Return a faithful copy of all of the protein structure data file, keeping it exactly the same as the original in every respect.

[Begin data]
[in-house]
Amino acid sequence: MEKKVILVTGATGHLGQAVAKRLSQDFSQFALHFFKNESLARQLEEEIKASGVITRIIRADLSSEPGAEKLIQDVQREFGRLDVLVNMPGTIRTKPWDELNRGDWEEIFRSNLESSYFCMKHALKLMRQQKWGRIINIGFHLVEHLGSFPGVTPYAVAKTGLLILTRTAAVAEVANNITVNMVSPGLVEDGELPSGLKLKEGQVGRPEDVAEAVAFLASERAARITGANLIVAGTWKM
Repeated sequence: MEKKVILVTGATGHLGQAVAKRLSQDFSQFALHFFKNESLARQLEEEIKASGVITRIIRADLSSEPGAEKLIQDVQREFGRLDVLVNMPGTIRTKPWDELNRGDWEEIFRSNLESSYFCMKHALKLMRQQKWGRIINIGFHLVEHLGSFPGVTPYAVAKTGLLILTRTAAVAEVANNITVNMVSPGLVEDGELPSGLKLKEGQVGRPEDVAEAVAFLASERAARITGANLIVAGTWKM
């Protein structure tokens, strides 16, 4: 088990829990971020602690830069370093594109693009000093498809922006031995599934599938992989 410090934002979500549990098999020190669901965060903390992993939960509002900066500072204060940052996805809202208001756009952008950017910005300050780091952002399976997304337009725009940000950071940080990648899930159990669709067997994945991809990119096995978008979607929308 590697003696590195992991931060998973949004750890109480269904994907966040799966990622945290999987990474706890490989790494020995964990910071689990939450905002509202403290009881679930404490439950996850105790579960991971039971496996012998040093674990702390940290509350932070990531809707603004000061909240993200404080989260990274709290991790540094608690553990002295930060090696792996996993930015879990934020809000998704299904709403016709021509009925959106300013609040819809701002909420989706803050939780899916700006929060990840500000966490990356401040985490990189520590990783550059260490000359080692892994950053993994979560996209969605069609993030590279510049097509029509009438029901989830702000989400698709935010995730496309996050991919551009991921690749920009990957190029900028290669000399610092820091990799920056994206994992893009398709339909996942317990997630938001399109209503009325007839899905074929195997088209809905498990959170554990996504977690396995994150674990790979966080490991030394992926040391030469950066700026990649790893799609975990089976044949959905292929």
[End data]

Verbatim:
[in-house]
Amino acid sequence: MEKKVILVTGATGHLGQAVAKRLSQDFSQFALHFFKNESLARQLEEEIKASGVITRIIRADLSSEPGAEKLIQDVQREFGRLDVLVNMPGTIRTKPWDELNRGDWEEIFRSNLESSYFCMKHALKLMRQQKWGRIINIGFHLVEHLGSFPGVTPYAVAKTGLLILTRTAAVAEVANNITVNMVSPGLVEDGELPSGLKLKEGQVGRPEDVAEAVAFLASERAARITGANLIVAGTWKM
Repeated sequence: MEKKVILVTGATGHLGQAVAKRLSQDFSQFALHFFKNESLARQLEEEIKASGVITRIIRADLSSEPGAEKLIQDVQREFGRLDVLVNMPGTIRTKPWDELNRGDWEEIFRSNLESSYFCMKHALKLMRQQKWGRIINIGFHLVEHLGSFPGVTPYAVAKTGLLILTRTAAVAEVANNITVNMVSPGLVEDGELPSGLKLKEGQVGRPEDVAEAVAFLASERAARITGANLIVAGTWKM
């Protein structure tokens, strides 16, 4: 088990829990971020602690830069370093594109693009000093498809922006031995599934599938992989 410090934002979500549990098999020190669901965060903390992993939960509002900066500072204060940052996805809202208001756009952008950017910005300050780091952002399976997304337009725009940000950071940080990648899930159990669709067997994945991809990119096995978008979607929308 590697003696590195992991931060998973949004750890109480269904994907966040799966990622945290999987990474706890490989790494020995964990910071689990939450905002509202403290009881679930404490439950996850105790579960991971039971496996012998040093674990702390940290509350932070990531809707603004000061909240993200404080989260990274709290991790540094608690553990002295930060090696792996996993930015879990934020809000998704299904709403016709021509009925959106300013609040819809701002909420989706803050939780899916700006929060990840500000966490990356401040985490990189520590990783550059260490000359080692892994950053993994979560996209969605069609993030590279510049097509029509009438029901989830702000989400698709935010995730496309996050991919551009991921690749920009990957190029900028290669000399610092820091990799920056994206994992893009398709339909996942317990997630938001399109209503009325007839899905074929195997088209809905498990959170554990996504977690396995994150674990790979966080490991030394992926040391030469950066700026990649790893799609975990089976044949959905292929």